Bush Acts to Fulfill Education Pledges From Campaign
President Bush, moving to back up his campaign pledge to become the “education President,” dispatched to Congress on Wednesday a $441-million program intended “to make excellence in education not just a rallying cry, but a classroom reality.”
The legislation would put into effect elements of the education platform Bush focused on during the presidential campaign, including cash awards for “merit” schools and top teachers, new science scholarships, promotion of magnet schools, and “alternative” certification to allow experts who lack training as teachers to work in classrooms.
But critics immediately charged that the new measure did not make up for inadequate Administration support for education programs already in place. In his proposed budget for the 1990 fiscal year, Bush sought no increase over 1989’s level of $21.9 billion, in effect allowing a reduction since there was no adjustment for the anticipated inflation of 3.5%.
“I think it’s a shell game,” said Bill Honig, California state superintendent of public instruction, in a telephone interview from Sacramento. Of Bush’s “education President” vow, he said: “The reality belies that.”
In a full-dress announcement ceremony, Bush and Education Secretary Lauro F. Cavazos unveiled the details of the education program in the White House Rose Garden with the 1989 National Teacher of the Year Award winner, Mary Bicouvaris of Hampton, Va., standing by.
‘Rewarding What Works’
“When education is the issue and budget constraints cloud everything on the horizon . . . we can start by rewarding what works,” Bush said.
“We can help those most in need. We can promote choice and flexibility for parents and school administrators. And we can raise expectations and hold ourselves accountable for the results,” he said.
Cavazos, responding to questions about how the program would be funded, said that the money would not be diverted from existing Department of Education programs.
“I don’t know where the money will come from but that’s another issue,” he told reporters. “These are new dollars.”
The Bush proposal would establish a “presidential merit schools program” to reward public and private elementary and secondary schools that make “substantial progress” in raising students’ educational achievement, reduce the rate of dropouts, and provide a drug-free environment. Some $250 million would be authorized for the program in 1990, $350 million in 1991, $450 million in 1992 and $500 million in 1993. No specific amounts were set for the individual awards.
Creates Teacher Awards
The program would also create $5,000 awards “to recognize first-rate teachers in every state, and reward them for a job well done,” Bush said.
Bush also announced a plan to award science scholarships of up to $10,000 a year for four years for “our best high school seniors.”
The President called for $100 million a year to help begin or expand public “magnet schools,” which offer specialized curricula to attract students and offer an alternative to the traditional community public schools.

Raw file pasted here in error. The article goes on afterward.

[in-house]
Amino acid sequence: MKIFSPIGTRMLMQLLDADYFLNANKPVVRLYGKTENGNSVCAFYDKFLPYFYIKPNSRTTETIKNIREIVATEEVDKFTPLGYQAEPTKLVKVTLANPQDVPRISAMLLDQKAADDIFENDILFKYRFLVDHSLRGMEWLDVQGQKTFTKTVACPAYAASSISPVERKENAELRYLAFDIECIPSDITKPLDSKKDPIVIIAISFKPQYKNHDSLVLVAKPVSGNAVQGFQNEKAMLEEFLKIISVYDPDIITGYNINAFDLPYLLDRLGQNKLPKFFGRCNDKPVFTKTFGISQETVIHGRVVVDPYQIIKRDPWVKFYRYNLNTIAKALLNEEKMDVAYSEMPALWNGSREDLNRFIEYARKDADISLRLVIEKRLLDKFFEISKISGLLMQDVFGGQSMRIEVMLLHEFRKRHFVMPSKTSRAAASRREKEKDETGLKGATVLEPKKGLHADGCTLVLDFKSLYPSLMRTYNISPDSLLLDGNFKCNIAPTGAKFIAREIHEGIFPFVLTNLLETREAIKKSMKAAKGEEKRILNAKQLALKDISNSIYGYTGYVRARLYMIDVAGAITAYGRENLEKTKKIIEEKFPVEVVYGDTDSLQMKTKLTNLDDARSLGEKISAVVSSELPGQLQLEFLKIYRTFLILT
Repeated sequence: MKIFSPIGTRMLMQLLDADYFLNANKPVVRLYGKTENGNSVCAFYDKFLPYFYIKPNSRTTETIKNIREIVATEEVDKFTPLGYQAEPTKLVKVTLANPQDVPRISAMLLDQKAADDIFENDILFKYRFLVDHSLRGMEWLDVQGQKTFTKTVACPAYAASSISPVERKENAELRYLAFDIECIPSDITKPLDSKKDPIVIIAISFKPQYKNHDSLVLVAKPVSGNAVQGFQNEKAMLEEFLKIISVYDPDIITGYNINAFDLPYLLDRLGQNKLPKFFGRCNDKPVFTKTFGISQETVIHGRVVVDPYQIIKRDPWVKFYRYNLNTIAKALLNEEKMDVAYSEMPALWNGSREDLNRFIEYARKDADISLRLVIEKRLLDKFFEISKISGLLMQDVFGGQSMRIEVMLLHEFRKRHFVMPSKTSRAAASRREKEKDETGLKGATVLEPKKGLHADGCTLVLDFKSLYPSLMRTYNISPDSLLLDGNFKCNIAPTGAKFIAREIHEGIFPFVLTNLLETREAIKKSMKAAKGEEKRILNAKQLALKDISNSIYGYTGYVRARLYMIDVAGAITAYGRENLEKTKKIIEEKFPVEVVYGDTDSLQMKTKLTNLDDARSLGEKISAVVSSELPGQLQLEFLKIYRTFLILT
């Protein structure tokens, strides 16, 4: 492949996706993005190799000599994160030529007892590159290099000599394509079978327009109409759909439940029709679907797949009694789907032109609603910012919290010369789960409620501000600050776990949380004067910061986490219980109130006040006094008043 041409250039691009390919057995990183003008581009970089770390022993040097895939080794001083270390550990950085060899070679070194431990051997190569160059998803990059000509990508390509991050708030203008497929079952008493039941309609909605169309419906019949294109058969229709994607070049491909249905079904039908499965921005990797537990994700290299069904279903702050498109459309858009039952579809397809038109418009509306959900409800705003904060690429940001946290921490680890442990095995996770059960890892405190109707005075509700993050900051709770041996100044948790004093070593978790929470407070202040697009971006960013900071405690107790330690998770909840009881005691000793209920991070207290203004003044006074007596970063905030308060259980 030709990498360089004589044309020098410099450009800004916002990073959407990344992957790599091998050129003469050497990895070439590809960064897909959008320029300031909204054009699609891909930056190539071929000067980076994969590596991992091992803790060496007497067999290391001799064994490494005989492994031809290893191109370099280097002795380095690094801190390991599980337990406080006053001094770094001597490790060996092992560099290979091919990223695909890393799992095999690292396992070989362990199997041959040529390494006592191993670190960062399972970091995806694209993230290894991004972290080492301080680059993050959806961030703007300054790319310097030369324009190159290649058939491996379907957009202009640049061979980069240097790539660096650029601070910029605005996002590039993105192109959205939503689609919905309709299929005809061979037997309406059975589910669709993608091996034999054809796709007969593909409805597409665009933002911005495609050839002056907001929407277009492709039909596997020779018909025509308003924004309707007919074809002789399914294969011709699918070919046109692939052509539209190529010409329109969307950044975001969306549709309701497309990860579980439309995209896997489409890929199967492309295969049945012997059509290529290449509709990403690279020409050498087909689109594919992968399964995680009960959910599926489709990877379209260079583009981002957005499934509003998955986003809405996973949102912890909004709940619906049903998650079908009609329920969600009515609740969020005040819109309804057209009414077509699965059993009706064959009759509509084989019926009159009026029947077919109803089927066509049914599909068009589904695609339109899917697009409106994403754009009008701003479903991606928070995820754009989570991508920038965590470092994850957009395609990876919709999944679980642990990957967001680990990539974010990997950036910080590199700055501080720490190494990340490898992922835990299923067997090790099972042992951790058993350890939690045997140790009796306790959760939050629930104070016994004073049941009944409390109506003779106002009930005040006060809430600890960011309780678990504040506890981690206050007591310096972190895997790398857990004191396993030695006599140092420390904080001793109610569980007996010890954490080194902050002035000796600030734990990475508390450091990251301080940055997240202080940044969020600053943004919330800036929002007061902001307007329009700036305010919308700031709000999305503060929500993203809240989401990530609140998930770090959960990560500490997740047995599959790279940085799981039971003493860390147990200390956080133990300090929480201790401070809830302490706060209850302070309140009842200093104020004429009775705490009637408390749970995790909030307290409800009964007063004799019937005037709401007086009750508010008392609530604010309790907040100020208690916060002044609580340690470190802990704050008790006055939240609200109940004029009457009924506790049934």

Bush, who has frequently complained that knowledgeable experts in many fields are blocked from working in classrooms because they do not have teacher training and state teaching certificates, proposed “alternative certification” as “a way to expand the pool of talented teachers and administrators.”
“Whether you’re an acclaimed author like Alex Haley or John Updike, who aren’t certified to teach the literature courses in which their books are read, or a businessman from Odessa, Tex., anxious to go into the classroom to share what you know, our schools ought to offer that opportunity,” Bush said. The program would provide $25 million to the states to encourage greater certification flexibility for teachers and principals.
The program would also make $25 million available in each of the next four years for grants to education agencies in urban areas with some of the nation’s most severe drug problems.
In an effort to boost the endowments of the nation’s historically black colleges and universities, the program would make $60 million available over four years in “challenge grants” to match private contributions.
The bill’s chief Senate sponsor, Republican Nancy Landon Kassebaum of Kansas, said prospects of passage are “very good,” and Sen. Claiborne Pell (D-R.I.), chairman of the Senate Labor and Human Resources Committee’s education subcommittee, praised its prospects as “pretty good.”
But Rep. Augustus F. Hawkins (D-Los Angeles), chairman of the House Education and Labor Committee, predicted that the program “has no future on Capitol Hill, since the President is attempting to strip programs long supported by Congress to pay for new initiatives of questionable value.”
And Rep. William H. Gray III (D-Pa.), chairman of the House Democratic Caucus, said: “The bottom line is that the education budget of George Bush is less than the education budget of Ronald Reagan. It is less in dollars.”
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